Microsoft recently disclosed a partnership with platform as a service (PaaS) provider Apprenda Inc. that will allow customers a way to remain on-premises and in Azure’s public cloud. Customers who license Apprenda will be able to access Azure’s infrastructure at no additional cost, in addition to the on-premises support with Apprenda’s PaaS offering.
The partnership seems logical for Microsoft, which gains an on-premises ally. Microsoft and Apprenda can design policies to manage a customer’s workload, so an application won’t risk disrupting corporate policy.
“A lot of these vendors are trying to figure out their DevOps story, how they are going to connect,” said Lauren Nelson, analyst at Forrester Research. “PaaS is a big topic.”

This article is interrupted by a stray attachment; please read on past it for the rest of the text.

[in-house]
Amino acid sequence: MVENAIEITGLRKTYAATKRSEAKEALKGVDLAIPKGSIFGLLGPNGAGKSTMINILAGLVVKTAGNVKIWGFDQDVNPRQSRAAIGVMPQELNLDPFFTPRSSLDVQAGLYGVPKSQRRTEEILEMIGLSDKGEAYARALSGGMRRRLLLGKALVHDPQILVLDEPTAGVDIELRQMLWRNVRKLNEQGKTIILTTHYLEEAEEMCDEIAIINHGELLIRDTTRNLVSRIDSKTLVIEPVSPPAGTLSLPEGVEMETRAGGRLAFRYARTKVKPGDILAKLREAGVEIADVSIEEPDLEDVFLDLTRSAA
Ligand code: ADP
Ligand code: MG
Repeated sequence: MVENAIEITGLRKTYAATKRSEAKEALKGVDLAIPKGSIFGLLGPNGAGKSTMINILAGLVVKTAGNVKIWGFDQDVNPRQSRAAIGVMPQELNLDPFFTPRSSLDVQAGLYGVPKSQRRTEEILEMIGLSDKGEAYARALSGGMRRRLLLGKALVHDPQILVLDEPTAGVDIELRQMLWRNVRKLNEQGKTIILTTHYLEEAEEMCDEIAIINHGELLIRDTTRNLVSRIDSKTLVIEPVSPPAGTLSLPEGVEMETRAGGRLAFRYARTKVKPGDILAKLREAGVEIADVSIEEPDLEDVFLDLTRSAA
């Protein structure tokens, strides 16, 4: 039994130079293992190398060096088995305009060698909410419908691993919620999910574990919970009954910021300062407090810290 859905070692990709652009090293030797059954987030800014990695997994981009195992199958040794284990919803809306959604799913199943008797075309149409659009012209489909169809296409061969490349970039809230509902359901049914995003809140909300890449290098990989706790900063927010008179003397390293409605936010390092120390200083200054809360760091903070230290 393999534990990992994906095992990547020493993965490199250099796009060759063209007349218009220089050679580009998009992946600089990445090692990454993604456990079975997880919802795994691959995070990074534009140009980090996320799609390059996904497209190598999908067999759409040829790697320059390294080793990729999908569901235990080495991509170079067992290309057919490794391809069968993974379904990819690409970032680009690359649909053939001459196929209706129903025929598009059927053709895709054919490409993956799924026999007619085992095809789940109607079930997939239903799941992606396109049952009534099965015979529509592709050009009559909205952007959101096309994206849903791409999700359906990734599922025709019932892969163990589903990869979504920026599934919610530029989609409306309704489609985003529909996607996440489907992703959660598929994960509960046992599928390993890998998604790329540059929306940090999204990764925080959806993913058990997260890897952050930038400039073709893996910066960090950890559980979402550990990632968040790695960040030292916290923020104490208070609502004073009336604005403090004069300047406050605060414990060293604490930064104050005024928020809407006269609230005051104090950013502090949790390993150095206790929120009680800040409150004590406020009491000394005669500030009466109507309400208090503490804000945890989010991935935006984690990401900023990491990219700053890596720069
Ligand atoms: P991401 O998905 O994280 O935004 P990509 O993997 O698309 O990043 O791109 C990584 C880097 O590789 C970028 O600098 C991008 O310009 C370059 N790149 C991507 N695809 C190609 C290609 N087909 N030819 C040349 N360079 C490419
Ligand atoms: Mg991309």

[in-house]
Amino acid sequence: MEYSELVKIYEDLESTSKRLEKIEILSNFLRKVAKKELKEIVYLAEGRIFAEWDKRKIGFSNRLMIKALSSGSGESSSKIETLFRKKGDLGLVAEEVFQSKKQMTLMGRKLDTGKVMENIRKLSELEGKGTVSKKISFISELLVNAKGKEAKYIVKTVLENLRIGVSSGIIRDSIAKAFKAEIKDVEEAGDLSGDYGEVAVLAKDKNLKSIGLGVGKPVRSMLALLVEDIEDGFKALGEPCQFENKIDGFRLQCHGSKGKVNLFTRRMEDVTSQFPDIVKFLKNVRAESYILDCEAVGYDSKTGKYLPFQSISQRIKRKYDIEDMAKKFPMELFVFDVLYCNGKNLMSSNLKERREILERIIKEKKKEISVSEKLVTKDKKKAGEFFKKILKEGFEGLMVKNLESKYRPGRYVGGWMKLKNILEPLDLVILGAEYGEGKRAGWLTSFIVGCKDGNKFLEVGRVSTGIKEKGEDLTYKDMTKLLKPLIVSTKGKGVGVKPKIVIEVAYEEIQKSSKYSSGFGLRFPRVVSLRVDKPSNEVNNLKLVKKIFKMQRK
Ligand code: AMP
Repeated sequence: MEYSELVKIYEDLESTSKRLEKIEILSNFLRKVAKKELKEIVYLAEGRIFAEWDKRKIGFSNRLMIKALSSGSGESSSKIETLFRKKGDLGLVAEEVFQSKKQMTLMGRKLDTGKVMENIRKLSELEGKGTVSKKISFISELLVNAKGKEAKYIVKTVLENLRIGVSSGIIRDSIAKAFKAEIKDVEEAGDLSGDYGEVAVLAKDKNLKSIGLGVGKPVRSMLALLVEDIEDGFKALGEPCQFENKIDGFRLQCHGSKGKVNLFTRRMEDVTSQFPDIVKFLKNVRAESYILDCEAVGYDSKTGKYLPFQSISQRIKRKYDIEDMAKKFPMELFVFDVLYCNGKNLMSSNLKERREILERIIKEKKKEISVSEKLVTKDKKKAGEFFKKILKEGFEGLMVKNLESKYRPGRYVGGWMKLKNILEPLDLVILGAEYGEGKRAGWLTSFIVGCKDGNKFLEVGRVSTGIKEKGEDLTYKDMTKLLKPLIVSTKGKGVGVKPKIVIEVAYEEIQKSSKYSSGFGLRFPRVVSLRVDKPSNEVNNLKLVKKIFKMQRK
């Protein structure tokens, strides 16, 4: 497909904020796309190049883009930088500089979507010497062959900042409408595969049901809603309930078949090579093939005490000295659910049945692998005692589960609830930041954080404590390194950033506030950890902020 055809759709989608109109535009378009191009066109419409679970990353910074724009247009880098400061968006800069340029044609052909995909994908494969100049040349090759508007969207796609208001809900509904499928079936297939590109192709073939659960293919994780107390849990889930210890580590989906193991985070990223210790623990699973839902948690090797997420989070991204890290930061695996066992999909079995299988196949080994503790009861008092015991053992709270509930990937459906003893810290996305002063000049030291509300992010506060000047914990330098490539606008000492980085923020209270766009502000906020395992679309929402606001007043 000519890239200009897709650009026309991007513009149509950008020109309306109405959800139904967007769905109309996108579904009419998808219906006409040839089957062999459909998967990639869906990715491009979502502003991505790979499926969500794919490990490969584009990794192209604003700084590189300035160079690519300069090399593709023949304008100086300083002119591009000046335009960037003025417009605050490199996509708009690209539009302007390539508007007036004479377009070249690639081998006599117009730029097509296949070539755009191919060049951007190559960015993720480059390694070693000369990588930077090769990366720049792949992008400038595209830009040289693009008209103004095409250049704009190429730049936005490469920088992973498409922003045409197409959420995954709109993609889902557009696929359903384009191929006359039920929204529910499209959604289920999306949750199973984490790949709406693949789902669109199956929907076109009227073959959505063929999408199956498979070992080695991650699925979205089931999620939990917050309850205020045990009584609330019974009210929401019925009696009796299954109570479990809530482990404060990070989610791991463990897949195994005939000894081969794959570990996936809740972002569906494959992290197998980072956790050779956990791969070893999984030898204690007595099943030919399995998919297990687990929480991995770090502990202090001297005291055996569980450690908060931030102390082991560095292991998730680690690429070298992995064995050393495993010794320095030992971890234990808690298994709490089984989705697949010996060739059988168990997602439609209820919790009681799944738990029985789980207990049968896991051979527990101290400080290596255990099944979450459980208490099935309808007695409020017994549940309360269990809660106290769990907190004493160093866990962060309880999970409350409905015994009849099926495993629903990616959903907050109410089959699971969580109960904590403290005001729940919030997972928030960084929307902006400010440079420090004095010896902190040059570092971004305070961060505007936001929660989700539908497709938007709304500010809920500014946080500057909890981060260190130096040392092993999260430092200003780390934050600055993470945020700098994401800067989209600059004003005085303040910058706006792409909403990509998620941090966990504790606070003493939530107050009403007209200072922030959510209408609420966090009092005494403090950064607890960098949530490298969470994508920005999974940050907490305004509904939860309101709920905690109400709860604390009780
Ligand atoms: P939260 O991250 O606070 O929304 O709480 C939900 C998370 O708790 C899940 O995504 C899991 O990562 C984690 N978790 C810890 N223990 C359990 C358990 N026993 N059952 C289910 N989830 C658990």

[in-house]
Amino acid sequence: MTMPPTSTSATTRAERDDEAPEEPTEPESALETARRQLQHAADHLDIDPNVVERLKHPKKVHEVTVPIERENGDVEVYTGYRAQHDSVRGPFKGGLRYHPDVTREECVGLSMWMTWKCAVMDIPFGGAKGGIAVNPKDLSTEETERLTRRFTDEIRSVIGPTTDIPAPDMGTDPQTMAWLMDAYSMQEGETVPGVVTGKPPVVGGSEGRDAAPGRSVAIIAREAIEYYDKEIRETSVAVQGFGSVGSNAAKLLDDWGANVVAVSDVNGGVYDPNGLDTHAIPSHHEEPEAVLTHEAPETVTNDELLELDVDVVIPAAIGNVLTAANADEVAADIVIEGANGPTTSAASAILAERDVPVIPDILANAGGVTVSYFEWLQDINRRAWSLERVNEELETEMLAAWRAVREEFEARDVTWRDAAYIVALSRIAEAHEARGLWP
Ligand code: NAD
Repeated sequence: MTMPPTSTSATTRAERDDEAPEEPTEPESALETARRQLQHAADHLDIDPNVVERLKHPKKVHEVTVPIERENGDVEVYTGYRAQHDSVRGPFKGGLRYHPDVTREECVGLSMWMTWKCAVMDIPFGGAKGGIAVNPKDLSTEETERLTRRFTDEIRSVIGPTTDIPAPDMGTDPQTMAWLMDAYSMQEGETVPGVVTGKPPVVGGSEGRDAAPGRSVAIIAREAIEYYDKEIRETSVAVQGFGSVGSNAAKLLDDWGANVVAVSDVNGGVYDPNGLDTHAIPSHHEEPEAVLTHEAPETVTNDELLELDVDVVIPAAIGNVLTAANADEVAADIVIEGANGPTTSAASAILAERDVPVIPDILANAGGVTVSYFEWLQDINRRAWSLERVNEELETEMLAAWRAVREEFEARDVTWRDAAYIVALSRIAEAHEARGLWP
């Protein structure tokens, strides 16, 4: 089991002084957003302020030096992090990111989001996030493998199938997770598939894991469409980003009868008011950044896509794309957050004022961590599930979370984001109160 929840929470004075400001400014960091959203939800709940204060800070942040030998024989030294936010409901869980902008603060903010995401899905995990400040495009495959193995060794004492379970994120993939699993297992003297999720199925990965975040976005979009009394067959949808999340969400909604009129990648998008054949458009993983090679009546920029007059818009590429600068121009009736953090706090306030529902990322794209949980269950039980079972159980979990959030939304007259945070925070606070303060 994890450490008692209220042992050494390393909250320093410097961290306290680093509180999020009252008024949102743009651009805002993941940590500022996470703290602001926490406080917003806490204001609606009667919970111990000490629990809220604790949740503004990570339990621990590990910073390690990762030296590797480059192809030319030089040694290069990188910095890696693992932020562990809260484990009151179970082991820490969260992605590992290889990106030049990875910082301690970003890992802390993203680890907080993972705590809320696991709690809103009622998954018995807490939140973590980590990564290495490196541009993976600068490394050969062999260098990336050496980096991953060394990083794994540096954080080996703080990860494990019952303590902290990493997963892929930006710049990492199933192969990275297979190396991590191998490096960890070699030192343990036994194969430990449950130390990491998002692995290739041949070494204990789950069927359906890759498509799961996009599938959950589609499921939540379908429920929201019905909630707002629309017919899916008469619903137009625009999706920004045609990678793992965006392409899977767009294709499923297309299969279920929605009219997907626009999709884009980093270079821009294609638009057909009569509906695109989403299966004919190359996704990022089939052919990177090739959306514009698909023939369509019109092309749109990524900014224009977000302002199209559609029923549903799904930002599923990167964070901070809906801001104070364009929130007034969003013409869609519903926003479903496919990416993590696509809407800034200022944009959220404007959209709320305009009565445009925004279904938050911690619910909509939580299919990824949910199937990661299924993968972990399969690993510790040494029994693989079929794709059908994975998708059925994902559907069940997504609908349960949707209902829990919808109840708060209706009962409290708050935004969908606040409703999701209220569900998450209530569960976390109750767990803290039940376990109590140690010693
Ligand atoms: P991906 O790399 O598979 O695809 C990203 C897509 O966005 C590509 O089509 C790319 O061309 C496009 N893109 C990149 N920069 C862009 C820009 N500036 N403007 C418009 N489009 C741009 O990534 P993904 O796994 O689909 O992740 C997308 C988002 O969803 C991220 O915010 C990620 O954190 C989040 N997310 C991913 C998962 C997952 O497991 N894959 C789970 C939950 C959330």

But how far does Microsoft have to go to provide the full toolset in a hybrid deployment? The partnership with Apprenda may be one way to do that internally.
IBM makes a developer play
IBM has not yet laid out a well-defined hybrid strategy, but the pieces have begun to fall into place slowly.
IBM recently debuted BlueMix, a PaaS that enables developers to create enterprise apps. Hosted on SoftLayer, BlueMix is based on Cloud Foundry and built on OpenStack. With BlueMix, currently in beta, developers also gain access to IBM’s entire software portfolio.
“It’s one of IBM’s first plays where they’re targeting the developer instead of traditional operations,” Forrester’s Nelson said. “They want to target this tech savvy developer that likes little tools they know.”
IBM is prioritizing Cloud Foundry, so offering BlueMix on it is a natural fit, Nelson added.
SoftLayer now supports IBM’s PureSystems and other bare-metal infrastructures after transitioning to OpenStack and kernel VMs.
At its IBM Pulse last month, the company insisted its SmartCloud Orchestrator, or SCO, will be the backbone of its open cloud strategy going forward.